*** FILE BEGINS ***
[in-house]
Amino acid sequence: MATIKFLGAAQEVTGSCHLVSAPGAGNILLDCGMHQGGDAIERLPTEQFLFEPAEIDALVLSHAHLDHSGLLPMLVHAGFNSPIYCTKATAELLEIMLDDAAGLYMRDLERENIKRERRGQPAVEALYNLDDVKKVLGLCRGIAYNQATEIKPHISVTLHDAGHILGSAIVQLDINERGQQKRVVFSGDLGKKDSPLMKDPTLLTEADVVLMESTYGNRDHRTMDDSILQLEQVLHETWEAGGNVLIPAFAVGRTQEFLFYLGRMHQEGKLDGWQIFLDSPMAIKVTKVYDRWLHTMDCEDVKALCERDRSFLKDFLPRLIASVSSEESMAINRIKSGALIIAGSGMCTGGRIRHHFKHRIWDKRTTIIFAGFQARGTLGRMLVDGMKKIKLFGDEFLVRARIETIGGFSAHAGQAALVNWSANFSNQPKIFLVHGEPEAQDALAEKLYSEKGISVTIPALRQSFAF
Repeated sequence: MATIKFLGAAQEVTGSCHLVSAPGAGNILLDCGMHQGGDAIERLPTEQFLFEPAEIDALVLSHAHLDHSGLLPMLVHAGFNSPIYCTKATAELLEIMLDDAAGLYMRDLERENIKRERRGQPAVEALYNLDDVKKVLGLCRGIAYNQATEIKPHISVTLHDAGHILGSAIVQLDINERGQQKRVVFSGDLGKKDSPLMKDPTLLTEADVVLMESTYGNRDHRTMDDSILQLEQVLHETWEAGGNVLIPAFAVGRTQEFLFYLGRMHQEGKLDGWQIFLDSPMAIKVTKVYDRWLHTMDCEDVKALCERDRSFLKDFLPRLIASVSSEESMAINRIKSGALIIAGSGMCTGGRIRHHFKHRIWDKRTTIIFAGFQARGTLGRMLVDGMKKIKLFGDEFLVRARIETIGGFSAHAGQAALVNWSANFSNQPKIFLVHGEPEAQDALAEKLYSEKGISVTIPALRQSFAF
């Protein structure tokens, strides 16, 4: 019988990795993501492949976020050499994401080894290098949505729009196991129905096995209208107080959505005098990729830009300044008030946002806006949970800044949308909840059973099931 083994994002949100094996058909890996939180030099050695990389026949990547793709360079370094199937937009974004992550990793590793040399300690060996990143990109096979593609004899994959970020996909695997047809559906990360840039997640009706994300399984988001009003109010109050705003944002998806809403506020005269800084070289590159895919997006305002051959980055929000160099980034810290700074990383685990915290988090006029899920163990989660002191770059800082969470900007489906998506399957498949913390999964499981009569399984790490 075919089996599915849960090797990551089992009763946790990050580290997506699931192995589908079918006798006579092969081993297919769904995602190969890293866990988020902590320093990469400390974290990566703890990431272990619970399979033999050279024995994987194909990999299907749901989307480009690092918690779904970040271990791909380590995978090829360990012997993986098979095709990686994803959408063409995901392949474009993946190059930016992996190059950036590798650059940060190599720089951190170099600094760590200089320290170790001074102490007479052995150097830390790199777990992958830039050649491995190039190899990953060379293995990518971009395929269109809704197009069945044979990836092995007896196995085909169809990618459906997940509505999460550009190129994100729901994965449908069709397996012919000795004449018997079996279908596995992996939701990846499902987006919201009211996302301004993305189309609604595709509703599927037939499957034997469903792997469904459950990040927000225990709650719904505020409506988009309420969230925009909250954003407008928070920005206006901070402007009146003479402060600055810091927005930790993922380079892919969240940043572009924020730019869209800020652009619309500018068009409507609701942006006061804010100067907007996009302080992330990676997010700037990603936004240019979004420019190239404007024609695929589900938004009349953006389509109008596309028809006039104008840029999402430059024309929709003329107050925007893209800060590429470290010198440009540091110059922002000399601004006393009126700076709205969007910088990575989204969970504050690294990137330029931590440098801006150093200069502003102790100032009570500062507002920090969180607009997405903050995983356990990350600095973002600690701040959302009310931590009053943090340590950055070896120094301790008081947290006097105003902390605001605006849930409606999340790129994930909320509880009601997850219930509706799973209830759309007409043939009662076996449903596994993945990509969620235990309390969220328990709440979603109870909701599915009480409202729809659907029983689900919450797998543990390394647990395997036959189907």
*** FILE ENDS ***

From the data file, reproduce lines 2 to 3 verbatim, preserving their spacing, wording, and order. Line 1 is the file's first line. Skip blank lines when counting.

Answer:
Amino acid sequence: MATIKFLGAAQEVTGSCHLVSAPGAGNILLDCGMHQGGDAIERLPTEQFLFEPAEIDALVLSHAHLDHSGLLPMLVHAGFNSPIYCTKATAELLEIMLDDAAGLYMRDLERENIKRERRGQPAVEALYNLDDVKKVLGLCRGIAYNQATEIKPHISVTLHDAGHILGSAIVQLDINERGQQKRVVFSGDLGKKDSPLMKDPTLLTEADVVLMESTYGNRDHRTMDDSILQLEQVLHETWEAGGNVLIPAFAVGRTQEFLFYLGRMHQEGKLDGWQIFLDSPMAIKVTKVYDRWLHTMDCEDVKALCERDRSFLKDFLPRLIASVSSEESMAINRIKSGALIIAGSGMCTGGRIRHHFKHRIWDKRTTIIFAGFQARGTLGRMLVDGMKKIKLFGDEFLVRARIETIGGFSAHAGQAALVNWSANFSNQPKIFLVHGEPEAQDALAEKLYSEKGISVTIPALRQSFAF
Repeated sequence: MATIKFLGAAQEVTGSCHLVSAPGAGNILLDCGMHQGGDAIERLPTEQFLFEPAEIDALVLSHAHLDHSGLLPMLVHAGFNSPIYCTKATAELLEIMLDDAAGLYMRDLERENIKRERRGQPAVEALYNLDDVKKVLGLCRGIAYNQATEIKPHISVTLHDAGHILGSAIVQLDINERGQQKRVVFSGDLGKKDSPLMKDPTLLTEADVVLMESTYGNRDHRTMDDSILQLEQVLHETWEAGGNVLIPAFAVGRTQEFLFYLGRMHQEGKLDGWQIFLDSPMAIKVTKVYDRWLHTMDCEDVKALCERDRSFLKDFLPRLIASVSSEESMAINRIKSGALIIAGSGMCTGGRIRHHFKHRIWDKRTTIIFAGFQARGTLGRMLVDGMKKIKLFGDEFLVRARIETIGGFSAHAGQAALVNWSANFSNQPKIFLVHGEPEAQDALAEKLYSEKGISVTIPALRQSFAF